•  Always report any situation where a pupil becomes distressed, anxious or angry

20. Home visits

Some settings may ask staff to undertake welfare visits. Settings should:

  • Take into account the advice of their LA early years service and/or safeguarding partners when deciding whether these home visits are proportionate and desirable
  • Ensure staff normally undertake home visits with a colleague
  • Always try to give parents/carers advance warning unless there is a good reason not to e.g. safeguarding concern, or at the request of children’s social care. In such cases the visit should be a DSL/DDSL. The purpose of the visit should be clarified and all staff should be aware of the circumstances in which emergency services of partner agencies should be contacted

Schools should ensure staff:

  • Have a clear understanding of the actions that should be taken if the child or parent is at immediate risk
  • Observe social distancing at all times
  • Except in an emergency, never enter a home without the parent/carers consent or when the parent/carer is absent
  • Policies reflect any procedures or guidance issued by the safeguarding partnership

23. First Aid and medication

It is worth noting that in exceptional circumstances, the Managing Health & Safety at Work Regulations do allow an organisation to function without any member of staff being trained in ‘First Aid at Work’. If a school has no trained first aider due to COVID-19, it is the responsibility of school leaders and/ or the employer to identify a senior person on site each day to lead on any crisis or serious incident including the provision of first aid. This decision should be supported by a risk assessment that takes into account the number of staff, children and / or other visitors on site, the proximity of emergency services, any particular risks presented, etc. Risks should be minimised as much as possible, for example by not undertaking high risk or adventurous activities.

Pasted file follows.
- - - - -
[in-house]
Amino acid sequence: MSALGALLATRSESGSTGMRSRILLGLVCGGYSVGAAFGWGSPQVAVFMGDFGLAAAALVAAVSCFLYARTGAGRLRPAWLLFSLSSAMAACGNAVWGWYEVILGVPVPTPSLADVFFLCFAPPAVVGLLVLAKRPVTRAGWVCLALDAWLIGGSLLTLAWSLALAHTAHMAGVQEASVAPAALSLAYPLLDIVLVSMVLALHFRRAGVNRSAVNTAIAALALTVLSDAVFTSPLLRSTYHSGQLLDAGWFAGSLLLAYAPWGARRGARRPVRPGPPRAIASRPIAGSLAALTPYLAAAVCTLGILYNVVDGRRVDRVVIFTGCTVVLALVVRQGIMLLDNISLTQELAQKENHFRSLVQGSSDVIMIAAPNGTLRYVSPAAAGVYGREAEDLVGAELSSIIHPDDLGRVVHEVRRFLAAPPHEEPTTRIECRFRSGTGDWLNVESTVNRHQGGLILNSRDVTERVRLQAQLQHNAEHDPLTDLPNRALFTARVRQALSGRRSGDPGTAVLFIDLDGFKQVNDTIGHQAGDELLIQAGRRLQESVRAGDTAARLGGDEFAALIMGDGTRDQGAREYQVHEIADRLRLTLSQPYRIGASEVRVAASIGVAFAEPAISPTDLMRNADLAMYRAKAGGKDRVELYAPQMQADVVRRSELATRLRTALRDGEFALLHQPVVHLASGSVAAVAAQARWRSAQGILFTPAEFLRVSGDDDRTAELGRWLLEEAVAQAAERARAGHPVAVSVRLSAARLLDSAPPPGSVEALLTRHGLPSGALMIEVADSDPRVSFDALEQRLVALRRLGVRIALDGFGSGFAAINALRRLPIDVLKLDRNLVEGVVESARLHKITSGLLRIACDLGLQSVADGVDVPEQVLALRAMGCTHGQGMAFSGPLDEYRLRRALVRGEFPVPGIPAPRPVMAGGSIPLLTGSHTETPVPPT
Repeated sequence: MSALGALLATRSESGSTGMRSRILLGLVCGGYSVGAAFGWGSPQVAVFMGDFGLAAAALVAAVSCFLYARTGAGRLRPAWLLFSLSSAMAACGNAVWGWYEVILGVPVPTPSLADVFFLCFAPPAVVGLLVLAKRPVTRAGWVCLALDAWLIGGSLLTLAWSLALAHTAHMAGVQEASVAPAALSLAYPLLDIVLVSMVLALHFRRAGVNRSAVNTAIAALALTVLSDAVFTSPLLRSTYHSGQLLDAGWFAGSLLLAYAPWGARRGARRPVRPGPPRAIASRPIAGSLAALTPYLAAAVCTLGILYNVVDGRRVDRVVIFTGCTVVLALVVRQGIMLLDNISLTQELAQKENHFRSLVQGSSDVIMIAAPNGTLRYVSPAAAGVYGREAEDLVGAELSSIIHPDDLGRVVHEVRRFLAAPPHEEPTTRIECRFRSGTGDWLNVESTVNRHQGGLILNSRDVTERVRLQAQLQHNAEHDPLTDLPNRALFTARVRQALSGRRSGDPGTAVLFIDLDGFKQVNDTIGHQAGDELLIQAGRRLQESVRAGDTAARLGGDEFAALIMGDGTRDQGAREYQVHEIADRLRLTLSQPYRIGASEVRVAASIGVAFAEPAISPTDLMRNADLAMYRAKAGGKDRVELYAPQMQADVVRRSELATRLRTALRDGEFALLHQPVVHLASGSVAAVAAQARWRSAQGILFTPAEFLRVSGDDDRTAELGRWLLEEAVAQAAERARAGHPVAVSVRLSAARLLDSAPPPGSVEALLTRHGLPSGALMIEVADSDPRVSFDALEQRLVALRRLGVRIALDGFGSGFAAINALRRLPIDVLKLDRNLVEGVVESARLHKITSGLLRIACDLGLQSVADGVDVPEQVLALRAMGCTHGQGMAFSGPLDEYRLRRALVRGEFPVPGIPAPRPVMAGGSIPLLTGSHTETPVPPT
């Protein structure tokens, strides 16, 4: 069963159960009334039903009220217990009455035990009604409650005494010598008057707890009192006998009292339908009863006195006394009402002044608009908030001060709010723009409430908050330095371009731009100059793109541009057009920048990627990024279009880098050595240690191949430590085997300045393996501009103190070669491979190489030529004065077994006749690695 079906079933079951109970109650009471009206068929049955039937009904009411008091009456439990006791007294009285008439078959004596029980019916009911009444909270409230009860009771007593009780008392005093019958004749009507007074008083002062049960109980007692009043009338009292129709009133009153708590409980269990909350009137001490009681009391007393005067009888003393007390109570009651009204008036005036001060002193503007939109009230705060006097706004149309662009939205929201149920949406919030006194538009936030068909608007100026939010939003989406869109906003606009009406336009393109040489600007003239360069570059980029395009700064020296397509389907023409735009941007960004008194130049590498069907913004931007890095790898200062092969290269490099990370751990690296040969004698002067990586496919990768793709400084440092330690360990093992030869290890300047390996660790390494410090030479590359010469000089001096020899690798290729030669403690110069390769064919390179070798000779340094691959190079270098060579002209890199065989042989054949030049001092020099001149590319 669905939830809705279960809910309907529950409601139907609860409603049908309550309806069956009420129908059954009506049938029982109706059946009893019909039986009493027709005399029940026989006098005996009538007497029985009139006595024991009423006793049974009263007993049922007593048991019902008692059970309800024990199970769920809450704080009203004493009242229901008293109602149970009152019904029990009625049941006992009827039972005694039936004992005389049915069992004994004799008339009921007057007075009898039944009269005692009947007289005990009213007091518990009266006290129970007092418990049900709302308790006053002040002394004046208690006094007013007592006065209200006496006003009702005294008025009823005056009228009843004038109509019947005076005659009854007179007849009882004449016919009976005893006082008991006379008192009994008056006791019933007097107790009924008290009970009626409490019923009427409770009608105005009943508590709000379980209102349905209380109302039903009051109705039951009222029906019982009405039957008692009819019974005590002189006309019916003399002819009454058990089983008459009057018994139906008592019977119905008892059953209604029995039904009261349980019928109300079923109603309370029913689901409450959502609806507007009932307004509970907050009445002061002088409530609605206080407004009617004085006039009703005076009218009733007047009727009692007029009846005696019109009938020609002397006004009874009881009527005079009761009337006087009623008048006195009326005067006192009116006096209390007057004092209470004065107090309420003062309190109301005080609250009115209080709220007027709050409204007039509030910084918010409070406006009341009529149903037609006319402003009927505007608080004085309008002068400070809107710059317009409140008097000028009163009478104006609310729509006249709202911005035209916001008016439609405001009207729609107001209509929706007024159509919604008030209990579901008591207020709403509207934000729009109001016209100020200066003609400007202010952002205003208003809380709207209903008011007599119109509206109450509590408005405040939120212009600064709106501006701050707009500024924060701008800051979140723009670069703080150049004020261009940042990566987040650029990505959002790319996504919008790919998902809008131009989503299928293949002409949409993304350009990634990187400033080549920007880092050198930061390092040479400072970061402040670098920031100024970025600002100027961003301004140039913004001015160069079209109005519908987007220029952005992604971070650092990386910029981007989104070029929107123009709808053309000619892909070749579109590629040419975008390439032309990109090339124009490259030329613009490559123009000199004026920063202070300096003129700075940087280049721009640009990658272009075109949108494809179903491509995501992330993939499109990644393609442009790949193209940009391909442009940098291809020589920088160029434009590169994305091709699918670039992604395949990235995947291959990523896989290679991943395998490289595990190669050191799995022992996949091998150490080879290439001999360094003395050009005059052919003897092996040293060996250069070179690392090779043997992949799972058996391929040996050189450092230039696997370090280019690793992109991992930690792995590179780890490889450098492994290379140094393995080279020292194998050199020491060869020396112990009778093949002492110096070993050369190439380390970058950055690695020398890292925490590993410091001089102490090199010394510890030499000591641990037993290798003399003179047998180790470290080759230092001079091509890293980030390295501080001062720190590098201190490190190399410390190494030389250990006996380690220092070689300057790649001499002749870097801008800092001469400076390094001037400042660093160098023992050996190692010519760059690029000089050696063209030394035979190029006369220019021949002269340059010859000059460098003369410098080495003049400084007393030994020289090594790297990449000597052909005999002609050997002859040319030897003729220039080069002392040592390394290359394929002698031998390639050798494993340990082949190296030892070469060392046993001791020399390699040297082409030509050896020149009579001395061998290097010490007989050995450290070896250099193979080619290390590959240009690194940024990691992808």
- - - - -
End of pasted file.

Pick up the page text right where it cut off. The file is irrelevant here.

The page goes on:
• Staff whose ‘first aid at work’ training is about to or has expired since 16th March 2020 should be aware that the HSE has agreed an extension of 3 months for renewal
  • Depending on the ages of the children accessing the provision, there may need to be at least one person trained in paediatric first aid at all times when children are on site

Schools should:

  • If there is no member of staff available who has completed ‘first aid at work’ training, identify a senior person to be responsible each day review and update first aid, medicines in school and crisis/emergency policies and relevant risk assessments

24a. Use of technology for online/virtual teaching